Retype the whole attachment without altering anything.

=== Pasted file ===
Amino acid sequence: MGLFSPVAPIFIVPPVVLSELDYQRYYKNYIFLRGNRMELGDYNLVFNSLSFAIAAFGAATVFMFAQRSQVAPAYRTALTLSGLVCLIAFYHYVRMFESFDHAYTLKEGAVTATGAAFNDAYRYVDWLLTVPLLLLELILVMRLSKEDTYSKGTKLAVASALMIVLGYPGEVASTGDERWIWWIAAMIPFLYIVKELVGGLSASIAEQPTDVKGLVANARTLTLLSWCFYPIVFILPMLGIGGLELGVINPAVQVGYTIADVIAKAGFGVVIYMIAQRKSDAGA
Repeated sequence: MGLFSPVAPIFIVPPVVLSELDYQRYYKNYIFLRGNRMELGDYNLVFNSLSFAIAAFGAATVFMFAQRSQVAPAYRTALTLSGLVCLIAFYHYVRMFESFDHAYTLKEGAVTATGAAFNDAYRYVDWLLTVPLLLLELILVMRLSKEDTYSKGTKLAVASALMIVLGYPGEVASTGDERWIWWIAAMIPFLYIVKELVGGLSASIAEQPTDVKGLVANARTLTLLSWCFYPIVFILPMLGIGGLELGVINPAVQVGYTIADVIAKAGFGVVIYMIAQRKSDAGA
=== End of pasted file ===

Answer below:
Amino acid sequence: MGLFSPVAPIFIVPPVVLSELDYQRYYKNYIFLRGNRMELGDYNLVFNSLSFAIAAFGAATVFMFAQRSQVAPAYRTALTLSGLVCLIAFYHYVRMFESFDHAYTLKEGAVTATGAAFNDAYRYVDWLLTVPLLLLELILVMRLSKEDTYSKGTKLAVASALMIVLGYPGEVASTGDERWIWWIAAMIPFLYIVKELVGGLSASIAEQPTDVKGLVANARTLTLLSWCFYPIVFILPMLGIGGLELGVINPAVQVGYTIADVIAKAGFGVVIYMIAQRKSDAGA
Repeated sequence: MGLFSPVAPIFIVPPVVLSELDYQRYYKNYIFLRGNRMELGDYNLVFNSLSFAIAAFGAATVFMFAQRSQVAPAYRTALTLSGLVCLIAFYHYVRMFESFDHAYTLKEGAVTATGAAFNDAYRYVDWLLTVPLLLLELILVMRLSKEDTYSKGTKLAVASALMIVLGYPGEVASTGDERWIWWIAAMIPFLYIVKELVGGLSASIAEQPTDVKGLVANARTLTLLSWCFYPIVFILPMLGIGGLELGVINPAVQVGYTIADVIAKAGFGVVIYMIAQRKSDAGA